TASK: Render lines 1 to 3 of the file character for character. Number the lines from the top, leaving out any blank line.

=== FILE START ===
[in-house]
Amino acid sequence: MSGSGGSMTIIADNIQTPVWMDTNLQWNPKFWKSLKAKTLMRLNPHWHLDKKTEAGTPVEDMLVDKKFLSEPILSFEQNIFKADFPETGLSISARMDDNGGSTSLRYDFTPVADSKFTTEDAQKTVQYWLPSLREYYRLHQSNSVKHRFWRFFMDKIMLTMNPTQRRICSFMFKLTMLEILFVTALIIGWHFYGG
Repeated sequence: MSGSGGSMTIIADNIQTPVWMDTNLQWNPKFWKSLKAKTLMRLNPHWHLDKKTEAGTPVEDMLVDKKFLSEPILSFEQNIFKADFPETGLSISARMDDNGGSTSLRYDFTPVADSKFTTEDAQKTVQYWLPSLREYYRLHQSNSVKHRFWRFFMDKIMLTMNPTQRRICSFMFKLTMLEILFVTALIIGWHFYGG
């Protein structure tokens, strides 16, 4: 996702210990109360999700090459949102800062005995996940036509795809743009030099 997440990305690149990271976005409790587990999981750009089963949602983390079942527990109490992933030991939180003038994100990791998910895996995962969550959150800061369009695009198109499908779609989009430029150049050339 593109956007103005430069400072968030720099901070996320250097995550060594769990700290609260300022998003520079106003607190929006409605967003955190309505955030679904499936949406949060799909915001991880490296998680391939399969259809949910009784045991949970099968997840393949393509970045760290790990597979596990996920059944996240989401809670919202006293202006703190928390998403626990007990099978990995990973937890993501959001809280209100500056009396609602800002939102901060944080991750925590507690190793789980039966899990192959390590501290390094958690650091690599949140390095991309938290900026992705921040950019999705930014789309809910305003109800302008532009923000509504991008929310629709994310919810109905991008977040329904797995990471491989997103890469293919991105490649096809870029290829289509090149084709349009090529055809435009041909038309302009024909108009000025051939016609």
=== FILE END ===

[in-house]
Amino acid sequence: MSGSGGSMTIIADNIQTPVWMDTNLQWNPKFWKSLKAKTLMRLNPHWHLDKKTEAGTPVEDMLVDKKFLSEPILSFEQNIFKADFPETGLSISARMDDNGGSTSLRYDFTPVADSKFTTEDAQKTVQYWLPSLREYYRLHQSNSVKHRFWRFFMDKIMLTMNPTQRRICSFMFKLTMLEILFVTALIIGWHFYGG
Repeated sequence: MSGSGGSMTIIADNIQTPVWMDTNLQWNPKFWKSLKAKTLMRLNPHWHLDKKTEAGTPVEDMLVDKKFLSEPILSFEQNIFKADFPETGLSISARMDDNGGSTSLRYDFTPVADSKFTTEDAQKTVQYWLPSLREYYRLHQSNSVKHRFWRFFMDKIMLTMNPTQRRICSFMFKLTMLEILFVTALIIGWHFYGG